It’s Elvis Time
How The King’s Christmas album saves my sanity
Say what you like about Elvis—culture thief; sad, boozy drug addict; cheese sandwich—but the man had a voice that could soothe volcanoes, particularly the volcano that is my head during the 29 days between Thanksgiving and Christmas. This is a time when every single store in the country, from Nordstrom to 7-Eleven, feels obligated to play Christmas music. And it’s not even the good stuff. As far as I can tell, no one except little kids enjoys hearing syrupy, cutesy “Jingle Bell Rock” played ad nauseam. Last year I made an obnoxious and totally doomed pledge to not shop anywhere Christmas music was playing. I should have stocked up on groceries in October.
Autopsy "The Tomb Within" (Peaceville, 2010)
Old-skool in tha house! When it comes to classic grind, no one did a more Fangora-worthy job back in the day than Autopsy. There were equals, forebearers and even bands like Napalm Death, Carcass, Cannibal Corpse and Suffocation that eclipsed the California trio both technically and stylistically, but in terms of unabashed bloody gore fests, no one pulled it off time and time again with Autopsy’s sublime dedication to good old-fashioned splatter.
A Spiritual Wallop
Ravi Coltrane’s quartet ascends to improvisational heaven
The title of saxophonist Ravi Coltrane’s most recent album, Blending Times (Savoy Jazz), released in 2009, works on two levels. First, harking back to a track of the same title on his previous album, In Flux (Savoy Jazz), it refers to the simultaneous blending of time signatures in a composition. Second, it refers to two distinct time periods in both Coltrane’s personal life and the recording of Blending Times. Those periods are divided by a cataclysmic event: the death of his mother, Alice Coltrane, musician, composer and spiritual leader, on Jan. 12, 2007.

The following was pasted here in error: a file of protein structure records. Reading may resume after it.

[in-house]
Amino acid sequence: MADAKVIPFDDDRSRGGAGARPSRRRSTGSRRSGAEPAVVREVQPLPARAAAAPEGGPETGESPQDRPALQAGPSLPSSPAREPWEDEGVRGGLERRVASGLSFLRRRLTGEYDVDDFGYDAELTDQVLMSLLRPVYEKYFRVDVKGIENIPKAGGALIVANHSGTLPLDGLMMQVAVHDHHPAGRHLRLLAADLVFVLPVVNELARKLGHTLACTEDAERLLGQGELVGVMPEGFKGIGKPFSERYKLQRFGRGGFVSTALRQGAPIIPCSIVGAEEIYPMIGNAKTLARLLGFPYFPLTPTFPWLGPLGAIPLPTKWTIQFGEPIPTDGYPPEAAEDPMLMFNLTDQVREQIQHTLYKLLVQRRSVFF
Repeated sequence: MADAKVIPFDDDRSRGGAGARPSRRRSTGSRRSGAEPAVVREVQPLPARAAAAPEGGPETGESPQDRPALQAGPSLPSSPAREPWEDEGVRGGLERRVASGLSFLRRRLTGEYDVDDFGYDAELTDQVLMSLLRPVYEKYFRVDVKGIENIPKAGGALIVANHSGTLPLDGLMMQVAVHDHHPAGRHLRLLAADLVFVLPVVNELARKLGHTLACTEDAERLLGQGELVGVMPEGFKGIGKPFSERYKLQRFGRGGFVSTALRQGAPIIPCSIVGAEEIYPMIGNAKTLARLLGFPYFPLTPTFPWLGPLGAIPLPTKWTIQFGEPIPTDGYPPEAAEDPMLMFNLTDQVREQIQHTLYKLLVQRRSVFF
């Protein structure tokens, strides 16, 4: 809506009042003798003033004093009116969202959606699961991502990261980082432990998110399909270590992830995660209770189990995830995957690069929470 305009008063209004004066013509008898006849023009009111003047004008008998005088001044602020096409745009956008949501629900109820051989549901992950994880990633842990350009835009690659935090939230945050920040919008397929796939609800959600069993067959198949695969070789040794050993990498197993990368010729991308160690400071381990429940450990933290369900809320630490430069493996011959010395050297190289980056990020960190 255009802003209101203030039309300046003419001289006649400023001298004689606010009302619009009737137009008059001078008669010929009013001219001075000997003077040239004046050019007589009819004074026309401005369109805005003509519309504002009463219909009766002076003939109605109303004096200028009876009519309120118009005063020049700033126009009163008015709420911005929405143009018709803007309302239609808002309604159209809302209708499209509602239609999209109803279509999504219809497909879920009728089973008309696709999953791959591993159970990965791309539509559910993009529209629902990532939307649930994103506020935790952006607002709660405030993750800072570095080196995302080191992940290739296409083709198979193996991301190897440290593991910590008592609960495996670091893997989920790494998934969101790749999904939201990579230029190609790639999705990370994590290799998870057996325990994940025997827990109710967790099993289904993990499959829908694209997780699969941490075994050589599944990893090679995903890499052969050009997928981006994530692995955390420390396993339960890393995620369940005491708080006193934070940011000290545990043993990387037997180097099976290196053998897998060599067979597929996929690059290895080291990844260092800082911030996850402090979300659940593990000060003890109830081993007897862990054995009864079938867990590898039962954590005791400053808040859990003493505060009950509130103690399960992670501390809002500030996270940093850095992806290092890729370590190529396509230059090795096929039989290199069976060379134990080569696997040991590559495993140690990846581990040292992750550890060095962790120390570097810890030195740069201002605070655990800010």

Flyer on the Wall
Taking a break from the T-shirts of marijuana-steeped college students, socialist icon Ernesto “Che” Guevara calls on New Mexico denizens to do their duty in service to rock music on Saturday, Nov. 27, at Hallenbrick Brewery (3817 Hawkins NE). The Dregz plays from 7 to 10 p.m. and the show is free. (Jessica Cassyle Carr)
Michael Henningsen phucking hates Phish
Michael Henningsen has played in many a band—Bad Touch Uncle, The Strawberry Zots, Young Edward. He now plays in the David Kurtz Band, and will soon reunite with the Ant Farmers for a reunion show at Low Spirits on Dec. 4. Henningsen was also the Alibi’s editor-in-chief and music editor for a million years. As of this month, he’s back writing about scary black metal in a column called Coffin Break (see the second edition in this week’s issue). Below are random selections from his music collection.